Life on their own terms, or on the terms that happen to be there, as consequence for giving up your life within society? Like, having to pick through dumpsters for food, and suffering the outcast's fate, generally?

John isn't exactly there yet. Almost. He has had friends on whom he can still be a parasite, begging for shelter, food, money.

Is that what you recommend? If living like a parasite on others is what you wanna do, hey! Go do it, man?!

Very easy for you to do, huh?

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kmsound April 8, 2010 @ 11:44 p.m.

SD, too bad you didn't really read my post! Judging by what you wrote, you must not be an "artiste" and fall into a group not known for imagination, being able to capture the colour(note Euro-"like" spelling) of a dream, the melody of life or past the written word. But you DO have a talent for putting words in other peoples mouths (or post). Are you a lawyer? The answers to the questions, you ask in your post, are there if you simply took the time to really read what is written and what is not! "Artistes" work with space, meaning the pause taken between notes, the lack of color and the words not said. These all say more than the obvious.
You seem to be the only one to comment on it in a negative way, probably because you didn't get it!

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NotQuiteADiva April 8, 2010 @ 11:47 p.m.

SD – When I used the term hero it was in the sense of the protagonist of a story, not as someone to be admired.

Frankly, I find all this crow-like picking apart of his moral corpse distasteful. Some say he is a despicable individual, to be honest it doesn’t matter to me. I don’t need to know the personal details of a writer’s life other than what they choose to reveal in their words. Indeed, as readers we often greedily devour those details, yet we should not loose respect for the writer because of it. Is it not how they choose to reveal those details that truly matters? I admire writers for where their words take me – dark places, humorous places, painful places – I do not judge them for taking me to those places.

It occurs to me that the internet is a horrible medium for writers who create introspective personal work. I am thankful Kerouac didn’t live in these times… The crows would have gotten him for sure.

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SDaniels April 9, 2010 @ 12:51 a.m.

You're right, kmsound--surely it must be because I didn't get the "col-our" in the pauses/spaces between your words (note the inconsistent British spelling). I must be one of those "right-brainers," huh. But good luck with that.

NQAD, you're right, it's a horrible medium in some aspects, and I debated over letting this get personal--especially after serving as a watchdog of sorts to NOT let it go there. But this isn't the first time, as you are aware, and many people have been disappointed, because there is an inherent dishonesty in the writing, which in this case is supposed to represent this author's life. Most of his readers know him, so it is difficult to swallow. So there you have it--a difficult and painful situation. I for one have said my piece, keeping to generalizations, not specific situations. There is no need to say anything further, except that I hope John finally decides to get the help he needs, and finds a resource not yet exhausted.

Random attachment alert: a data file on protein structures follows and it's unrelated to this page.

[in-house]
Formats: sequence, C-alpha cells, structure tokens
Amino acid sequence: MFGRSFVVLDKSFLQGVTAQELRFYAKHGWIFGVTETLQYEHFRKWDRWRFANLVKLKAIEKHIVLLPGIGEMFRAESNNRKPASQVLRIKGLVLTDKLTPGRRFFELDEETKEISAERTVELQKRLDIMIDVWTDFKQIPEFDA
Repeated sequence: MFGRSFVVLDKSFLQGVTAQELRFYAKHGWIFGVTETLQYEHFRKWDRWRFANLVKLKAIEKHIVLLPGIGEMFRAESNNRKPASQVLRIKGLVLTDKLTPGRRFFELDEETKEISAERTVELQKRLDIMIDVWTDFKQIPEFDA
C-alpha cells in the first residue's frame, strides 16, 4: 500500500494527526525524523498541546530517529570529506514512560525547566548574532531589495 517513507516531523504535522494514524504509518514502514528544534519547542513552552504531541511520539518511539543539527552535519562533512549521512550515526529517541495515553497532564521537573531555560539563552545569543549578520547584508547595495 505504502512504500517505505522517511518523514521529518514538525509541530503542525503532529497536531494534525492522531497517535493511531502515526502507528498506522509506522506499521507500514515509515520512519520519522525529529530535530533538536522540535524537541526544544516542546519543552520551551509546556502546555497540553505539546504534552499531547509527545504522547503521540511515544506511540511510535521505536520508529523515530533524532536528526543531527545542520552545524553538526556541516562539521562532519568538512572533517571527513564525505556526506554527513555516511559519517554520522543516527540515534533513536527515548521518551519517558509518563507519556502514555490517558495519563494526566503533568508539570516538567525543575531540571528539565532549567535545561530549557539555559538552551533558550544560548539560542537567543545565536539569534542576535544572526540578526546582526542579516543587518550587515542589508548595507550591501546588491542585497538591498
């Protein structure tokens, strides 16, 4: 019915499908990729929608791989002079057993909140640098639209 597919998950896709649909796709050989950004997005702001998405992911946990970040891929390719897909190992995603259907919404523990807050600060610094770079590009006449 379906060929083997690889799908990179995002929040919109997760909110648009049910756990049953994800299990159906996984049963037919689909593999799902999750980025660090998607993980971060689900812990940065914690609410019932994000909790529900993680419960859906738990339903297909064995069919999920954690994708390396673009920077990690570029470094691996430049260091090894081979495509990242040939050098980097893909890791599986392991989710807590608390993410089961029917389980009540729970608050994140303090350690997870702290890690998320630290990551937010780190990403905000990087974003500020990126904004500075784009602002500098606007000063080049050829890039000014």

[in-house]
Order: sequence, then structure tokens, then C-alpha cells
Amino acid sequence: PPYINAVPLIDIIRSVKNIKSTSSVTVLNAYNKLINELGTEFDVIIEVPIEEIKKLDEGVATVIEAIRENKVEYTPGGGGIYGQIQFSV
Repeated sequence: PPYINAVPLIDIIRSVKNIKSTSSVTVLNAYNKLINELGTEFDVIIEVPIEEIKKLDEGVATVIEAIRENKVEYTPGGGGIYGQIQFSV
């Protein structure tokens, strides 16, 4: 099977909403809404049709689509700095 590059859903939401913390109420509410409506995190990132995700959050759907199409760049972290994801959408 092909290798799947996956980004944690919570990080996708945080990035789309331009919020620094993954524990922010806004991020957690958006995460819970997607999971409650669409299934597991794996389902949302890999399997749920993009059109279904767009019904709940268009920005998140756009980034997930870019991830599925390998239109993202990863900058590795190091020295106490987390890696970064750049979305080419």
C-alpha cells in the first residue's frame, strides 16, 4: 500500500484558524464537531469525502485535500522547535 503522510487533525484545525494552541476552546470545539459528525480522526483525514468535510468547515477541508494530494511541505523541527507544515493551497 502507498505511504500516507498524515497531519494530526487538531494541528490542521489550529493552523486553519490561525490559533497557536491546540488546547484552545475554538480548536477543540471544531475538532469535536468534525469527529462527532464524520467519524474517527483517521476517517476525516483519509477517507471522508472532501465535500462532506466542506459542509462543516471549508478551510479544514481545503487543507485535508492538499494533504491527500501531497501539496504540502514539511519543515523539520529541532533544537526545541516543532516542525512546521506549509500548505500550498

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charts April 9, 2010 @ 12:08 p.m.

Well I agree with KM and his advice to John. The KM and JB I knew many many years ago lived life exceeding fullness and should have no regrets. If you want to feel sorrow for someone, feel sorry for those who refused to live life and have existed in lethargy and despair. I was given up for near death several times in the past and each time rebounded with new adventures. In my 60s, I am just getting started in the next stage of life whatever it may be. Life is grand, life is great. It beats most of the alternatives.

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kmsound April 9, 2010 @ 1:11 p.m.

Charts, contact me at kmsound@hotmail.com

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EricBlair April 11, 2010 @ 11:12 a.m.

I think that it is great to enjoy life. I think it is wonderful to "march to the beat of a different drummer." I am also enough of a libertarian to accept when someone chooses to spurn all the prior luck and beauty in one's life and choose to drink oneself to death (though it is the height of selfishness and wasteful besides).

What such a person should not do is use others to fund that process. It's always wrong to use other people, and is not artistic or avant-garde. It's immature and small-spirited. Gussying it up with a somehow tragic Byronic pose would have made George Gordon sneer.

I want nothing but the best for JB, but he needs to own his actions, and do right by others. There is a whole history here that some of the posters don't know. They keep putting Tragic Arteest masks on John.

All there is hope, and there is historical reality.